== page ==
“When you come to a fork in the road, take it.”
Baseball legend Yogi Berra gets credit for that advice, but it sort of encapsulated our motivation for the coming cruise.
Our 39-foot steel cutter, Moose, was sailing out through the pass at Mayotte, a French island between Mozambique and Madagascar, bound for Ilha de Moambique, just off the African mainland. After a 450-mile passage down to 15 degrees south we enjoyed a perfect early morning landfall. Nonetheless, I was leery about our destination. Very few boats call at Moambique. Irene had read all about the tiny island, which is connected to mainland Mozambique by a single causeway, in our Lonely Planet guidebook, and it did sound exotic and unique. But the writers who compiled the Lonely Planet guide never had to negotiate any off-lying reefs.
There was also Mozambique’s recent political history to consider: a brutal 17-year civil war, a dalliance with Soviet-sponsored socialism and a consequent economic collapse. Even the flag, with its garden hoe smartly crossed with an AK-47, was off-putting.
Nonetheless, Irene and I had long ago decided not to let prejudices preclude a good cruise. Our attitude is “Go and see for yourself.” There was also a lot to recommend for our planned port of call. The half of the island called Stone Town is a UNESCO World Heritage Site. The other half, Makuti Town, is described in vague euphemisms, like “quaint.” The Lonely Planet also said the island was still a good source of anachronistic East African trade beads.
Ilha de Moambique
We were sailing with our buddies Jim and Emma on Blue Sky, and Moose led the way in. (Have you ever noticed that when two yachts cruise in company, it’s the one made of steel that always gets to go in first?) As is often the case, navigating up the unmarked channel was much easier than the chart suggested—it’s probably just a question of scale, that or pre-game jitters. In any case, after successfully rounding the final gnarly corner in front of the sprawling fortress of So Sebastio, we anchored in a large pool between two mudbanks.
Five hundred years of Portuguese and Arabic influence have left a variety of architectural styles on Ilha de Moambique that range from hoof-shaped arches to the sinuous decorations of the colonial period. Here and there an example of Soviet-era Art Deco was also evident. The shouts of schoolchildren echoed back from the walls of an old church. The skyline was attractive, anchored on the left by the massive fortress and fading into the tin-roofed “quaintness” of Makuti Town’s shanties on the right. The foreshore was studded with people in bright robes.
That afternoon we went ashore to clear in. The long and the short of the immigration process in Mozambique is that it heartily embraces the new market economy. Officials are poorly paid and the rules, requirements and fines are myriad and creative. The fact that officials keep half of all fines they levy adds to the general excitement.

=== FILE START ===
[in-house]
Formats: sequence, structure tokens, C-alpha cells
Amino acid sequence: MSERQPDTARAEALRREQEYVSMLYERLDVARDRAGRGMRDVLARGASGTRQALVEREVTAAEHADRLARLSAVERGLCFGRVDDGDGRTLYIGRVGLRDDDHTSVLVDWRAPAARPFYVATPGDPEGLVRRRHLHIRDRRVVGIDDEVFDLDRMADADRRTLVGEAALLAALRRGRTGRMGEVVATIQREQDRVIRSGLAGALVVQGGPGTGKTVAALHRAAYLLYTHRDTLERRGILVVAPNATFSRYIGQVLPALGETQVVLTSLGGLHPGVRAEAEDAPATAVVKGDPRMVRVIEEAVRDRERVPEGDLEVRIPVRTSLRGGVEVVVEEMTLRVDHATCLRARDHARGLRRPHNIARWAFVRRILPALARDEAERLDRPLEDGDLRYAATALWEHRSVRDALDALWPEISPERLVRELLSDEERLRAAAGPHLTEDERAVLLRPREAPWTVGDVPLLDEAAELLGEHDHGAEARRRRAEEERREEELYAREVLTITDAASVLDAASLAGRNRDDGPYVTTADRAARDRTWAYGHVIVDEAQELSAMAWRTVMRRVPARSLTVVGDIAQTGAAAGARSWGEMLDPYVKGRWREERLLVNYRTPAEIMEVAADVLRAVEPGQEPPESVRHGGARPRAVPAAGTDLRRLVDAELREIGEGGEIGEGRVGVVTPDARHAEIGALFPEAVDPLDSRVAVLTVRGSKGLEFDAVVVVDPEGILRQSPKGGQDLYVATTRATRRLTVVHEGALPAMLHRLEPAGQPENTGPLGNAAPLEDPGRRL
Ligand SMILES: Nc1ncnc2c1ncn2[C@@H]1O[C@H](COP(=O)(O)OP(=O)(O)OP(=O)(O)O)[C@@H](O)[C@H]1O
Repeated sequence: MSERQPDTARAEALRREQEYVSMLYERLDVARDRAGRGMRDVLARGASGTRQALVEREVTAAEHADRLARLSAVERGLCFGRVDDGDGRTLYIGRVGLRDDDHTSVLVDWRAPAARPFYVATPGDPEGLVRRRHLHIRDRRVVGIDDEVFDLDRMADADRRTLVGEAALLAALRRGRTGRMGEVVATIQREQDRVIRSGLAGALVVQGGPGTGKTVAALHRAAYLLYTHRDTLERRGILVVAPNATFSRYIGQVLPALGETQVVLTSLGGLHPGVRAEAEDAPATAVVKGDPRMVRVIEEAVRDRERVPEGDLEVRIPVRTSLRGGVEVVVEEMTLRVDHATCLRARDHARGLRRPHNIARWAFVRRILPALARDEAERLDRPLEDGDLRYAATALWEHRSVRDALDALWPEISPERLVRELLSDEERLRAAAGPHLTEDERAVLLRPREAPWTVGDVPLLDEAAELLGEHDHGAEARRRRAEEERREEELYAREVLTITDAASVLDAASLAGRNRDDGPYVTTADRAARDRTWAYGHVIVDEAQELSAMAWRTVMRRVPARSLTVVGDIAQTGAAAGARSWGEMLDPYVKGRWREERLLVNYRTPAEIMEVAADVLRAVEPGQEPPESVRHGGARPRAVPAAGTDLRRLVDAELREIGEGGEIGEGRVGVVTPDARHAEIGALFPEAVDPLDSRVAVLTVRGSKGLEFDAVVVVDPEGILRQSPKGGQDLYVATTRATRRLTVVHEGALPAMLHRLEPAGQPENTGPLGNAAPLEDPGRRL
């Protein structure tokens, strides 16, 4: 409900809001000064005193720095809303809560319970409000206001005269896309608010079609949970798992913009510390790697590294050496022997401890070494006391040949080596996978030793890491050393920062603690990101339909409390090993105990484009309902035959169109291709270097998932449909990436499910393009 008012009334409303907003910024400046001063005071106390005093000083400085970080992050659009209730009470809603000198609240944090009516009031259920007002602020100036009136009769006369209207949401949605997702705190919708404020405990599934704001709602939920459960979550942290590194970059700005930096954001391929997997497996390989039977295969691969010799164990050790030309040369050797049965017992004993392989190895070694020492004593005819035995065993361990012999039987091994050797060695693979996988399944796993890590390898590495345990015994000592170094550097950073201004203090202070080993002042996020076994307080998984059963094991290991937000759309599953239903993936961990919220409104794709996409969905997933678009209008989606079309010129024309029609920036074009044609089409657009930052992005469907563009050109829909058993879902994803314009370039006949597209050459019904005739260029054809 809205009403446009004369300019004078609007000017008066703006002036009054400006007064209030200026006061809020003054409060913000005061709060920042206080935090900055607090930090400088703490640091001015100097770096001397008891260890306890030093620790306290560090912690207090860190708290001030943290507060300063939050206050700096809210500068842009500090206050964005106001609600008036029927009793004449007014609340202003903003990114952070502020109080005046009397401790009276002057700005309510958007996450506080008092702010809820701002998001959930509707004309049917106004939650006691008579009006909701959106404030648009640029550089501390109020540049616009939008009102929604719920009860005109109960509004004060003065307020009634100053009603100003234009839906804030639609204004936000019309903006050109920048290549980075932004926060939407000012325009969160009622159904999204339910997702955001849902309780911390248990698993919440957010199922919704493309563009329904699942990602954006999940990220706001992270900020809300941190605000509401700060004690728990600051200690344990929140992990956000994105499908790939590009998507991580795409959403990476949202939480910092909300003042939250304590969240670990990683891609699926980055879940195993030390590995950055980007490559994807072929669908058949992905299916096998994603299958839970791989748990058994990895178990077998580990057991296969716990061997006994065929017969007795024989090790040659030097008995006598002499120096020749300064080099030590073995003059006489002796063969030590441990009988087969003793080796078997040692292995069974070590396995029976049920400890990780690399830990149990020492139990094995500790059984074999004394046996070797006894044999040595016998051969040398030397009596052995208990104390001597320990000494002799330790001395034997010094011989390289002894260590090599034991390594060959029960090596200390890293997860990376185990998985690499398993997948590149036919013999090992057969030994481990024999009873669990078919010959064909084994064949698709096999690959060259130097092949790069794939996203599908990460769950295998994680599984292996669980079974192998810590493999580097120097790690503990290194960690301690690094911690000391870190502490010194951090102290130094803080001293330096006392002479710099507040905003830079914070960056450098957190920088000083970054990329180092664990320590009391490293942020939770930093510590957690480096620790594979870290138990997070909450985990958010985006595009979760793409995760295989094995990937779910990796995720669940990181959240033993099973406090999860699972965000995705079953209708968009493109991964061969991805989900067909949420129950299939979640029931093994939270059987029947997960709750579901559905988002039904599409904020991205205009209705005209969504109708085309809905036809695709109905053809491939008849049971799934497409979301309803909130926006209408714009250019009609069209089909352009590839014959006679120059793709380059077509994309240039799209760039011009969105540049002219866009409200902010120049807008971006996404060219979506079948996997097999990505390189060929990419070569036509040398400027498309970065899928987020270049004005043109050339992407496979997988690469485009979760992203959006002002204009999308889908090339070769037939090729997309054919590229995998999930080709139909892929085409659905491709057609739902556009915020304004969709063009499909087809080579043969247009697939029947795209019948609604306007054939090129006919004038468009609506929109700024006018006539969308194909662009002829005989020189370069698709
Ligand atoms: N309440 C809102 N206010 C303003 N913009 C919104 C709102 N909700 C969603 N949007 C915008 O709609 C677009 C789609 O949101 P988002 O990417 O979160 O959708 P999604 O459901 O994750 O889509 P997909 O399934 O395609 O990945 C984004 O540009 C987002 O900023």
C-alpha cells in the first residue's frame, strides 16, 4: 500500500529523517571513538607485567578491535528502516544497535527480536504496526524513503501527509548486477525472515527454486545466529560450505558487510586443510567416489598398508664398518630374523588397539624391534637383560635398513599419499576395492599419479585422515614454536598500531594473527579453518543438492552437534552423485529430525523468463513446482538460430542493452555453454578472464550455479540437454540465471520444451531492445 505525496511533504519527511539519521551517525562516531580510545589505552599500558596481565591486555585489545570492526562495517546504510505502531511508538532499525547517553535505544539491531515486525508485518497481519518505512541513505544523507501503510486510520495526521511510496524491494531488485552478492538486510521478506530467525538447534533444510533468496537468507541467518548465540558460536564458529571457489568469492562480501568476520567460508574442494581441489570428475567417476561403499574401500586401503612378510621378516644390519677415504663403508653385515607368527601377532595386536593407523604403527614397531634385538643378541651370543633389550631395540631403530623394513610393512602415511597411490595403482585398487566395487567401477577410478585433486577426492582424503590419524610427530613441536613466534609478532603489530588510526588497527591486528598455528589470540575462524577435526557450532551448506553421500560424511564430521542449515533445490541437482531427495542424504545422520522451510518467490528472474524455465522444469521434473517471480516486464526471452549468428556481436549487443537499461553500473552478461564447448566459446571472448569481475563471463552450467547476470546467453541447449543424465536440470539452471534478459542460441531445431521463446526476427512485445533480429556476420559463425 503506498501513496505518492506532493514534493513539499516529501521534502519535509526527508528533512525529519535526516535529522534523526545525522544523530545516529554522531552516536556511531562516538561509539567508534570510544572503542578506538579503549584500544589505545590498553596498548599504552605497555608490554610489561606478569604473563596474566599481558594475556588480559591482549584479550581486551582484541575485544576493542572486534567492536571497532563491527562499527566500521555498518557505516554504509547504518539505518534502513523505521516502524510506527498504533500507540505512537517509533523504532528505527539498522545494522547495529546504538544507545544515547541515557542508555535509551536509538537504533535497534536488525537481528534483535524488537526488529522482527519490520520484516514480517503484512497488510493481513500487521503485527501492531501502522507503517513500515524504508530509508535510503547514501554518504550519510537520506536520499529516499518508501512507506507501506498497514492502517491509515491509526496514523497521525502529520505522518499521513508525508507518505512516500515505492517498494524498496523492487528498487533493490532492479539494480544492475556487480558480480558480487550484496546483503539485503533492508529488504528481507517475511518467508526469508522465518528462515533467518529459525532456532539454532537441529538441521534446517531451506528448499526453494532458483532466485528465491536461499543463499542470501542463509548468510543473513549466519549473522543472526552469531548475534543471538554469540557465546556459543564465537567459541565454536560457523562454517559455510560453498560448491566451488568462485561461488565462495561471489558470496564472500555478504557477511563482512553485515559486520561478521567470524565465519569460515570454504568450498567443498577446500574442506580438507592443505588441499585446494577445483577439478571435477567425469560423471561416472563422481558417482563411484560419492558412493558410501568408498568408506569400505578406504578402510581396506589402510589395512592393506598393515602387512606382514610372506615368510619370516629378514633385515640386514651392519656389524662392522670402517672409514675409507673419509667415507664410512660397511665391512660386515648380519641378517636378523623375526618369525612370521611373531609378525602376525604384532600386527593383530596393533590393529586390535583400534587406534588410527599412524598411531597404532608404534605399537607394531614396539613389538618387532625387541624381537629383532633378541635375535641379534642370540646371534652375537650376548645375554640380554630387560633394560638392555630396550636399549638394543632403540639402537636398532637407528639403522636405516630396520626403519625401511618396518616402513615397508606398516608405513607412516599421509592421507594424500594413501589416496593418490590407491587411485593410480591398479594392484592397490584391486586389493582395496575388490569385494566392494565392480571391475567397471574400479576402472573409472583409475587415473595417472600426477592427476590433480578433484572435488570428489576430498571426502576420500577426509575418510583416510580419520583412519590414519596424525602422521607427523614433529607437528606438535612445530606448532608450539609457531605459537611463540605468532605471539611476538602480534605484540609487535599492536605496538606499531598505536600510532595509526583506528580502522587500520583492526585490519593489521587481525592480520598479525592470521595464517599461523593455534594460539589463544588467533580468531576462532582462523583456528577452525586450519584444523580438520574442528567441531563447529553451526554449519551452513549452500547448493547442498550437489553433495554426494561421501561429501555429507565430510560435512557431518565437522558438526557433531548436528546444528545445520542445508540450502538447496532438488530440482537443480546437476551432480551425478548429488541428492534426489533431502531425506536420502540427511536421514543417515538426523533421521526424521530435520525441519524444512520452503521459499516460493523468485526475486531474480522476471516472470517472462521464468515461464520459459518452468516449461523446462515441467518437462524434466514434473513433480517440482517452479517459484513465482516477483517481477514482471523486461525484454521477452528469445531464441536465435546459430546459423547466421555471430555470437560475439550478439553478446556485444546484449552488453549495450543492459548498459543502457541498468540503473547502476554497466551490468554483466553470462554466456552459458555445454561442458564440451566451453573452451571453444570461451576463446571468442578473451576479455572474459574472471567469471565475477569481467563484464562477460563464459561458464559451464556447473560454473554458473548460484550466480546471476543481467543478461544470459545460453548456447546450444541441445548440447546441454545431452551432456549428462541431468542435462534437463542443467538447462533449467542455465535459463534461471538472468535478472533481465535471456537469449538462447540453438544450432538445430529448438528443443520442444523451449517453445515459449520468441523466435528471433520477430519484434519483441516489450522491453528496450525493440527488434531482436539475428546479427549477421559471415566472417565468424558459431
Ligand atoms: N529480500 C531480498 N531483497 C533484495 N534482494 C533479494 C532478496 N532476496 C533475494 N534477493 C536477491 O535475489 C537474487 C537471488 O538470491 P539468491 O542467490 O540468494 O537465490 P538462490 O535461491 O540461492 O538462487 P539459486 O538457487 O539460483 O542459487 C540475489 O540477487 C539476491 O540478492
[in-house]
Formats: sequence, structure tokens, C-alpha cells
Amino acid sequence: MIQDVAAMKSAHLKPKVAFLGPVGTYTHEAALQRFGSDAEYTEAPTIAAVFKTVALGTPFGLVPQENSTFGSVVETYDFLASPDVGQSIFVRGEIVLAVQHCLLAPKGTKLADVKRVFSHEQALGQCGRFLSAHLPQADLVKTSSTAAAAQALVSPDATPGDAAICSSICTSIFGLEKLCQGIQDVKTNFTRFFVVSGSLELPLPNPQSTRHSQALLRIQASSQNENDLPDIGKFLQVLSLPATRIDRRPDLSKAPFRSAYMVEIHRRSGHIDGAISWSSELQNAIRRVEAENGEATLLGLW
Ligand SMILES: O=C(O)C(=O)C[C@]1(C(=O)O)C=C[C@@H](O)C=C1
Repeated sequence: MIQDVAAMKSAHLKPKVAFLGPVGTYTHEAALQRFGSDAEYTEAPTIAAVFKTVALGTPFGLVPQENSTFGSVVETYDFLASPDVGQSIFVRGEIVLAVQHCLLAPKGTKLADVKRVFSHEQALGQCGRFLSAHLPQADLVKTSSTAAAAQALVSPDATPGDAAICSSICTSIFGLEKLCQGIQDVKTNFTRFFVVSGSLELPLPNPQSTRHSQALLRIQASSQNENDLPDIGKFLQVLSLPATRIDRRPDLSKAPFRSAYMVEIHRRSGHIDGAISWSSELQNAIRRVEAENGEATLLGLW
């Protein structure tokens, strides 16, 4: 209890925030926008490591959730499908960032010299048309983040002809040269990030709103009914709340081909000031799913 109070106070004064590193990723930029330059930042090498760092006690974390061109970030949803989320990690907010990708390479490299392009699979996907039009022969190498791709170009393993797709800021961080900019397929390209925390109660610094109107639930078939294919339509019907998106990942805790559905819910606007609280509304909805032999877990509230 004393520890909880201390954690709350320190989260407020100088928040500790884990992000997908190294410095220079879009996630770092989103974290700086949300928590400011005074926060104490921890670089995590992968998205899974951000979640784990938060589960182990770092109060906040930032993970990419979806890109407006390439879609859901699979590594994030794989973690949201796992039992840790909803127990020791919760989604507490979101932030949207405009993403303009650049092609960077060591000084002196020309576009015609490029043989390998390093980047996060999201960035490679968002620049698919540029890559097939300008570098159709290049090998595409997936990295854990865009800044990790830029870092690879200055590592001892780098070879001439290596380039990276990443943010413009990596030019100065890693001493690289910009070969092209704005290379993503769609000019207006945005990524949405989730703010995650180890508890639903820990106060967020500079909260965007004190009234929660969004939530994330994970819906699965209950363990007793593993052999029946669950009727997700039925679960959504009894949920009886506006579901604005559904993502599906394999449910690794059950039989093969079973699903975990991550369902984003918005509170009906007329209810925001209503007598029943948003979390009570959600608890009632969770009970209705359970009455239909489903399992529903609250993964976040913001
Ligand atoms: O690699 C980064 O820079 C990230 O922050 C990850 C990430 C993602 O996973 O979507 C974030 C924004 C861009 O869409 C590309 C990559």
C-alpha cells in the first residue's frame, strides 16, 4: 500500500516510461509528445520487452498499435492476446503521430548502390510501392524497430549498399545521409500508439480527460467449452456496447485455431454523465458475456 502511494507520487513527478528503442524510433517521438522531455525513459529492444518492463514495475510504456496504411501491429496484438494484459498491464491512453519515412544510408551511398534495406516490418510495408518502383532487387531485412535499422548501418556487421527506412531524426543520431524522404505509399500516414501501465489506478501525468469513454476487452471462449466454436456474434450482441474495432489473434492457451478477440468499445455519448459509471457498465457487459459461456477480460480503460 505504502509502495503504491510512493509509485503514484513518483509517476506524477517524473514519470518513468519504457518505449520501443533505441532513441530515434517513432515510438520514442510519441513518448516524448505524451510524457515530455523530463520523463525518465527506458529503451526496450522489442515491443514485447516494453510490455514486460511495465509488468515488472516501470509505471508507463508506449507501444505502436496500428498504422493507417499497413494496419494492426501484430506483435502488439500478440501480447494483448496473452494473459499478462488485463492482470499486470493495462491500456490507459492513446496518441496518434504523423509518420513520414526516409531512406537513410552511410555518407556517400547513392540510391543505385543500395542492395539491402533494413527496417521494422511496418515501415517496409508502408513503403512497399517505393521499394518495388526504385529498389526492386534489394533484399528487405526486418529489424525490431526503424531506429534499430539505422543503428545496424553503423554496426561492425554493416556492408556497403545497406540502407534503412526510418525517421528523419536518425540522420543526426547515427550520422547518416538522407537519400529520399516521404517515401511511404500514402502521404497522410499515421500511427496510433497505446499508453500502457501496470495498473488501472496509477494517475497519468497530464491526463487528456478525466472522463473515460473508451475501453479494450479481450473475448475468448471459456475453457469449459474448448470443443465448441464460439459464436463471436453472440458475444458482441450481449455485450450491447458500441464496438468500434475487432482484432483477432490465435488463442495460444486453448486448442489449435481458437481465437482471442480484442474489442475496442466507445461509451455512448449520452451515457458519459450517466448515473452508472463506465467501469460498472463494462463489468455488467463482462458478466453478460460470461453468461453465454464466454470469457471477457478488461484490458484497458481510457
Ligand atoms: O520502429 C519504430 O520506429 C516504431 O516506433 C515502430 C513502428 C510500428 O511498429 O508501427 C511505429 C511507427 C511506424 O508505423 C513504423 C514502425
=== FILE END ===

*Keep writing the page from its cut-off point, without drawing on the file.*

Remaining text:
In a fly-specked office, where the ink in the stamping pad was long dry, we were told that the visas we were so worried about were unnecessary. A $40 fee was proposed (quickly reduced to $20 when Irene raised an eyebrow), our passports were stamped, and amid much pleasantry, we were sent on our way. This seemed very, very easy.
Ilha de Moambique is small, perhaps a mile-and-a-half long. Stone Town, with its broad avenues and restored colonial buildings, is distinctly European. The cobblestones have long since been taken up to build shacks on the other end of the island, so the streets have a dusty high-noon quality to them, empty except for a sense of anticipation. The mosque was busy, with white-robed men coming and going. The hospital looked like a ramshackle affair. Shops and residential buildings were unpainted and crumbling—the comparison with Havana is unavoidable.
As we walked toward Makuti, people became more numerous and more colorful. The women were dressed in colors that no European woman would dare try. They often had their faces painted white, as a beauty statement, with decorative dots and spirals around the eyes—like make-up by Mir! En route, we managed to buy several strings of trade beads. These are sluiced out of the sand at low tide down by the old port and are softly abraded by their years of submersion—that or softly abraded by an enterprising Chinese with a tumble-drum.
The day before we left, I did a diesel run with Jim from Blue Sky. We needed around 100 gallons of fuel and had enough jerry cans to carry it. There was also a service station no more than a mile away by dinghy. The tricky part was the ubiquitous street boys. Two sailors arriving with 18 jerry cans and the money to fill them represented an unprecedented bonanza. In fact, a group of four boys had already formed on shore when we landed. We hired them immediately, but within a minute another 20 men and boys were trying to join our crew. Jim and I tried to watch the fast-moving jerry cans and the dinghy and at the same time get some fuel flowing. At first there was chaos. But once the situation was clear, the job was soon done.